Quarter Of A Million Babies Born In UK As A Result Of IVF

Quarter Of A Million Babies Born In UK As A Result Of IVF

A quarter of a million UK babies have been born as a result of IVF, new figures show.

The 250,000th IVF baby was born in February 2015, according to the Human Fertilisation and Embryology Authority (HFEA).

The British Fertility Society (BFS) welcomed the milestone figure, saying it was "great news" for patients and their families.

The figures, disclosed by the Press Association, show a sharp rise in the number of IVF and other assisted reproduction treatments in the 25 years since the HFEA was established.

In 1991, 6,146 women received 6,609 IVF treatments, resulting in 1,226 live births.

By 2013 this had risen to 52,288 women receiving 67,708 cycles of IVF treatment, from which 15,283 babies were born.

The success rate for IVF has risen from 14% in 1991 to 26.5% in 2014, according to the figures, which have been released during National Fertility Awareness Week.

"When the HFEA was set up in 1991 we could never have imagined that over 250,000 babies would be born just 25 years later through assisted reproduction," said HFEA chairwoman Sally Cheshire.

"These babies are amongst the five million that have been born worldwide and I am delighted that so many people have been able to have their much-longed-for family.

"We will continue to work with all UK fertility clinics to ensure the best quality care is given to patients, so that even more families are created in the future."

Professor Adam Balen, chairman of the BFS, said: "The BFS welcomes this news that the number of children born from IVF and other assisted reproductive treatments has now passed a quarter of a million.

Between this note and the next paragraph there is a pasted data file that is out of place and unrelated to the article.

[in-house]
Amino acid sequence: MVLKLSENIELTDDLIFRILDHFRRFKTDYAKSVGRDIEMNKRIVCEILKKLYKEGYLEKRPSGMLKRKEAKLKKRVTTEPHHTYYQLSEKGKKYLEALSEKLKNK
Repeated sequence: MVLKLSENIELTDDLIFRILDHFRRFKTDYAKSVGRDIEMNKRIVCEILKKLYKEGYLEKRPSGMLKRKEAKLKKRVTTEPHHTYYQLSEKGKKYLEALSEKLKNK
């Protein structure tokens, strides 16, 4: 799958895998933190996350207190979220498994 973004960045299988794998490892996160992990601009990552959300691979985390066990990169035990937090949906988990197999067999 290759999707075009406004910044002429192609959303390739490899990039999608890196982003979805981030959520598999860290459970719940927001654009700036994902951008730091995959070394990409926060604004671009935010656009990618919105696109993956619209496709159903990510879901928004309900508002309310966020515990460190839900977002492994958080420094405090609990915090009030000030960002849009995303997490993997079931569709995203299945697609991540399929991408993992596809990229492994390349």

"This is a major milestone and is great news for parents and their families. This is particularly poignant in National Fertility Awareness Week as we raise awareness of the many struggles couples face in having a much-wanted family.

"Over the years IVF success rates have improved and more people have access to treatment. However, as a Society we are still extremely concerned about some CCGs limiting access to treatment and going against the current National Institute for Health and Care Excellence guidance on this."

Susan Seenan, chief executive of leading patient charity Fertility Network UK, said: "It is heart-warming and reassuring to hear during National Fertility Awareness Week that a quarter of a million IVF babies have now been born in the UK - in the nearly 40 years since the word's first IVF baby was born in the UK.

"However, it is important to remember that IVF cannot help everyone and much needs to be done to support those women and men who are unable to have a baby without medical help.

"Our recent UK survey shows that if you do need IVF you must face a series of emotional, social and financial hurdles. These include often having to pay crippling amounts of money for your own medical treatment, not receiving appropriate medical information from your GP, a lack of affordable, accessible counselling and emotional support, a paucity of workplace support and the deterioration of core relationships.

"Far more needs to be done to help individuals through the far-reaching devastation fertility issues wreak."

The HFEA figures show that substantially more women have fertility treatment in London than any other part of the UK.

The fewest number of treatments take place in Northern Ireland.

Women in London had 16,649 cycles of treatment during 2014 while those in Northern Ireland underwent 1,498.

Regional figures from around the UK show that during 2014 there were:

:: 2,972 treatments in the East Midlands.

:: 3,187 treatments in the East of England.

:: 1,793 treatments in the North East.

:: 5,948 treatments in the North West.

:: 3,777 treatments in Scotland.

:: 5,527 treatments in the South East.

:: 2,322 treatments in the South West.

:: 1,647 treatments in Wales.

:: 3,328 treatments in the West Midlands.

:: 2,917 treatments in Yorkshire and the Humber.

The HFEA said the figures are largely proportionate to the number of clinics in each area, with London and the South East hosting 50 of the UK's 122 clinics.


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